Abhishek Bachchan, Aishwarya and Keith Vaz at the London dinner
London, June 17: Aishwarya Rai Bachchan now has the perfect excuse for not having to sit right to the end of long Indian gala dinners in London.
Describing motherhood as “bliss” (as she did in Cannes), she said “I need to get back to my baby” at a dinner hosted by Keith Vaz on Friday to celebrate a noteworthy political achievement — his 25 years as Labour MP for Leicester East.
It is an excuse that Indians, especially young mothers in the audience, find perfectly acceptable.
Aishwarya has been spotted shopping for the baby in London — and at the dinner she was given a teddy bear (something grown British men usually take to public school and Oxbridge and then retain for the rest of their lives as a sign that they never really grow up).
Aishwarya and her husband Abhishek Bachchan did stay quite a while at the dinner, making up for the absence of the missing main attraction, Amitabh Bachchan, who was ordered by his doctors not to travel to London from his home in Mumbai.
More than 500 guests, who came to the dinner at the vast and Indian-owned Radisson Edwardian Hotel near London’s Heathrow airport, had to make do with a waxwork model of Amitabh, which the resourceful Vaz had managed to procure from Madame Tussauds.
The dinner raised funds for Silver Line, a charity set up by Vaz to help patients of diabetes from which the MP himself suffers as does a rising proportion of Britain’s Asian population.
As a gesture to Amitabh, the international patron of the charity, Vaz intends gifting a diabetes mobile unit, worth £50,000, for use in Mumbai to mark the actor’s 70th birthday on October 11 this year.
“We are so proud to be here for this special occasion, Keith is a dear friend,” said Aishwarya. “Diabetes is a huge problem, especially among South Asians, and Silver Star does vital work going out to communities and raising awareness of the condition. I look forward to the launch of the ‘Amitabh’ Mobile Diabetes Unit in Bollywood.”
According to Vaz, “3.4 million people in the UK suffer from diabetes, and 24,000 people die prematurely each year from related causes. In India, over 61 million people have the condition, which can have devastating consequences. Last year, 983,000 people died from related complications. By 2030, it is estimated that over 100 million Indians will have the disease.”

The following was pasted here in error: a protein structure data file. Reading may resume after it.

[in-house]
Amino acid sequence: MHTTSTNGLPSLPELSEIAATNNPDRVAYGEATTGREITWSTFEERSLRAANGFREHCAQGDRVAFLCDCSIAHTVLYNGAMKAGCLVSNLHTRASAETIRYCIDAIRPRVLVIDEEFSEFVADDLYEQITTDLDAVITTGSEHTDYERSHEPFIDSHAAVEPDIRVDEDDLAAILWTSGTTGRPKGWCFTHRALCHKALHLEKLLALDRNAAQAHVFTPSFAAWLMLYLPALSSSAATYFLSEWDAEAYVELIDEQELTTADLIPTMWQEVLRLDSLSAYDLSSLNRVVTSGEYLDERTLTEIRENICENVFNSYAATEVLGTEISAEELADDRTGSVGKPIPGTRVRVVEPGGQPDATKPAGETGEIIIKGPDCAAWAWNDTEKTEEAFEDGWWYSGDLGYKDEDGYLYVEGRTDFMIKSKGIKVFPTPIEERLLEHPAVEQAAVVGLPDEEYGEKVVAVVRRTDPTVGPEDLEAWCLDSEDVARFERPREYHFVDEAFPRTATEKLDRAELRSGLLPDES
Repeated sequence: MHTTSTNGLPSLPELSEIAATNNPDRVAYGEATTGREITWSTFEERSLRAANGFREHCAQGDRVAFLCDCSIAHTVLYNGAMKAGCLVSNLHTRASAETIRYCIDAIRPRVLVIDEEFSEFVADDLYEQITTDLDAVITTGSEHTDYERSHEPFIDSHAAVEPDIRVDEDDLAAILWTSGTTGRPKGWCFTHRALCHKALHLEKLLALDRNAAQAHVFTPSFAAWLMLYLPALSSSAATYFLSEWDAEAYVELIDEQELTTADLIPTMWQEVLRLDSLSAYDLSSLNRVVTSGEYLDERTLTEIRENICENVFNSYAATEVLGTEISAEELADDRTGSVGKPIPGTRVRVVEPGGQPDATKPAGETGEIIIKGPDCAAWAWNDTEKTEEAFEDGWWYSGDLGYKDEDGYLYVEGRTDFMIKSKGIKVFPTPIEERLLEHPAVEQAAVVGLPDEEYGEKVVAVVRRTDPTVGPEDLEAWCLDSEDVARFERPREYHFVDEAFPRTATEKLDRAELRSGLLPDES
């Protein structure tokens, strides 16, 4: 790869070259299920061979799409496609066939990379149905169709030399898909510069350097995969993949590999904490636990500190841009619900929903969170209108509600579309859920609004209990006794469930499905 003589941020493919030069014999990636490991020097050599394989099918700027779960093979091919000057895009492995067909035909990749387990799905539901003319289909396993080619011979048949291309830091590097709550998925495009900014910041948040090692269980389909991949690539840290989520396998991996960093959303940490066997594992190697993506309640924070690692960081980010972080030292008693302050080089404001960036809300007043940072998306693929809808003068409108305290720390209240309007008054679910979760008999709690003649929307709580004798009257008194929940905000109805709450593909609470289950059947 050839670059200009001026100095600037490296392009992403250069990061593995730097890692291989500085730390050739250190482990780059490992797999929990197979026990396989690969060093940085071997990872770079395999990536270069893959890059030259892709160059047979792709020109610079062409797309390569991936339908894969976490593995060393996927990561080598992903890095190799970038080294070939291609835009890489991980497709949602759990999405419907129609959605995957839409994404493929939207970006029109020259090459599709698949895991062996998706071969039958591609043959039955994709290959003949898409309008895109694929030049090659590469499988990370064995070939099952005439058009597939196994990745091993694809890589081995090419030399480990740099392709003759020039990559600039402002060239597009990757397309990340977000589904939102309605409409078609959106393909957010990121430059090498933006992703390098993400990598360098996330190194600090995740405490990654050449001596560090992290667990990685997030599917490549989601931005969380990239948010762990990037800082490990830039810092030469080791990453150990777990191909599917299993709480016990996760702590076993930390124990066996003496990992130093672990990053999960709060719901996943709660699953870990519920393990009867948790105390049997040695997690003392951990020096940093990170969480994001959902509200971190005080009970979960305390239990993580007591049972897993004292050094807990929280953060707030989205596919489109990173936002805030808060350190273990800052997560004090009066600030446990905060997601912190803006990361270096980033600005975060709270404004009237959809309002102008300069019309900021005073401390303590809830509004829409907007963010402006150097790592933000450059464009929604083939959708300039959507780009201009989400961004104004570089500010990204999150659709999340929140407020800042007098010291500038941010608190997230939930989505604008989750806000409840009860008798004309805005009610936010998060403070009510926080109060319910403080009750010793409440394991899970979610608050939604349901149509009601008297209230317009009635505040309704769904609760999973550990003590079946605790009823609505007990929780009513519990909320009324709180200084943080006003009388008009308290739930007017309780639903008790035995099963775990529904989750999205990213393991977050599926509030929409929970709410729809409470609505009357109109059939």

“Bollywood royalty”, as Vaz described Abhishek and Aishwarya, are invariably good tempered when dealing with over-excited Indian guests at such gala dinners. It is seldom possible for them to eat, with dozens of digital and mobile phone cameras thrust into their faces. It is a great credit to them that they have learnt to smile and put up with such well meant but unrelenting attention.
Aishwarya and Abhishek also had to submit to a question and answer session with British Asian actress Nina Wadia, who asked characteristically inane questions about who changed Aaradhya’s nappies (Abhishek confessed he didn’t).
Vaz is currently enjoying national status as chairman of the Commons select committee on home affairs, a powerful body which oversees such sensitive issues as counter-terrorism, immigration and policing. It was a position to which Vaz was first elected in 2007 and re-elected in 2010.
On Friday, the speaker of the House of Commons, John Bercow, brought a noisy Indian audience to heel by booming: “Order! Order!”
He managed to achieve the impossible by getting the audience’s attention before launching into a warm tribute to Vaz.
There is another dimension to the career of 55-year-old Vaz, who was born in Aden, educated at Latymer Upper, a fee-paying school in Hammersmith, west London, followed by Gonville and Caius College, Cambridge, where he took a first in law in 1979.
By common consent among politicians from all parties — and he has friends among Tories and Lib Dems, too — Vaz has been a conscientious member of parliament for Leicester East, now one of the safest Labour seats in the country. He knows his constituents by name and almost every family situation.
On June 11, 1987, Vaz was elected MP for Leicester East with a majority of 1,924. He was re-elected in 1992 (majority of 11,316), 1997 (majority of 18,422), 2001 (majority of 13,442), 2005 (majority of 15,867) and 2010 (majority of 14,082).
Leicester, now Britain’s first city where Asians and blacks constitute a majority — 51 per cent — has seen a steady stream of Indian film actors who have been persuaded by Vaz to make the 100 mile plus journey up the M1 motorway.
Today, in conversation with The Telegraph, Vaz, often dubbed the “MP for Bollywood Central”, went down memory lane to tick off some of the names: “Dalip Tahil, Sanjay Dutt, Shilpa Shetty, Amitabh Bachchan, Sushmita Sen. Among cricketers, I have had Kapil Dev and (Mahendra Singh) Dhoni.”
He added: “Last night in Leicester we had a dinner for 1,000, mostly my constituents who put me where I am. Jaya Bachchan was there because again Amitabh could not come. She was very generous. In October, Ed (Miliband, Labour leader), will come to Leicester (to mark Vaz’s time as MP).”
After 25 tumultuous years as MP, Vaz is now the most senior Asian politician in the country.
He said that in his speeches to mark the occasion, he did not want to pursue the usual self-congratulatory line on how well Indian and Pakistani businessmen had done in Britain.
“I wanted to speak about the ‘golden generation’ that is to follow ours,” said Vaz, who has been supported by his wife Maria, a lawyer, and their two children, Luke and Anjali. “We have to guide them if the achievements of our generation are to be dissipated.”